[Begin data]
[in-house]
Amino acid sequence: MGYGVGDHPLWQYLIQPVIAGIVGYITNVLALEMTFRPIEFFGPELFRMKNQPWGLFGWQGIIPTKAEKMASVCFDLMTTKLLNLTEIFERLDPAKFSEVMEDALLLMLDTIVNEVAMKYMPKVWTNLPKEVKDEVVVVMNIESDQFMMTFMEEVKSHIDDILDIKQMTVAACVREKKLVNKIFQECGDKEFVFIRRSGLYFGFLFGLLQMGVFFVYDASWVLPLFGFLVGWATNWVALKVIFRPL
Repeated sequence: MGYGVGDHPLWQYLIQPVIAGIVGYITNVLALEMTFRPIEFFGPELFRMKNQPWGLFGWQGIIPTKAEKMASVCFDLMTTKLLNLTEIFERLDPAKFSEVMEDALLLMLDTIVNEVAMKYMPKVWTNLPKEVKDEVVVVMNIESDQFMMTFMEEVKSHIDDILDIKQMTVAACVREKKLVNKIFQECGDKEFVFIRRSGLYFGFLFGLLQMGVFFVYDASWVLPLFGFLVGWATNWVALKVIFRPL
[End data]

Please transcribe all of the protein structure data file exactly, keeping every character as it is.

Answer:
[in-house]
Amino acid sequence: MGYGVGDHPLWQYLIQPVIAGIVGYITNVLALEMTFRPIEFFGPELFRMKNQPWGLFGWQGIIPTKAEKMASVCFDLMTTKLLNLTEIFERLDPAKFSEVMEDALLLMLDTIVNEVAMKYMPKVWTNLPKEVKDEVVVVMNIESDQFMMTFMEEVKSHIDDILDIKQMTVAACVREKKLVNKIFQECGDKEFVFIRRSGLYFGFLFGLLQMGVFFVYDASWVLPLFGFLVGWATNWVALKVIFRPL
Repeated sequence: MGYGVGDHPLWQYLIQPVIAGIVGYITNVLALEMTFRPIEFFGPELFRMKNQPWGLFGWQGIIPTKAEKMASVCFDLMTTKLLNLTEIFERLDPAKFSEVMEDALLLMLDTIVNEVAMKYMPKVWTNLPKEVKDEVVVVMNIESDQFMMTFMEEVKSHIDDILDIKQMTVAACVREKKLVNKIFQECGDKEFVFIRRSGLYFGFLFGLLQMGVFFVYDASWVLPLFGFLVGWATNWVALKVIFRPL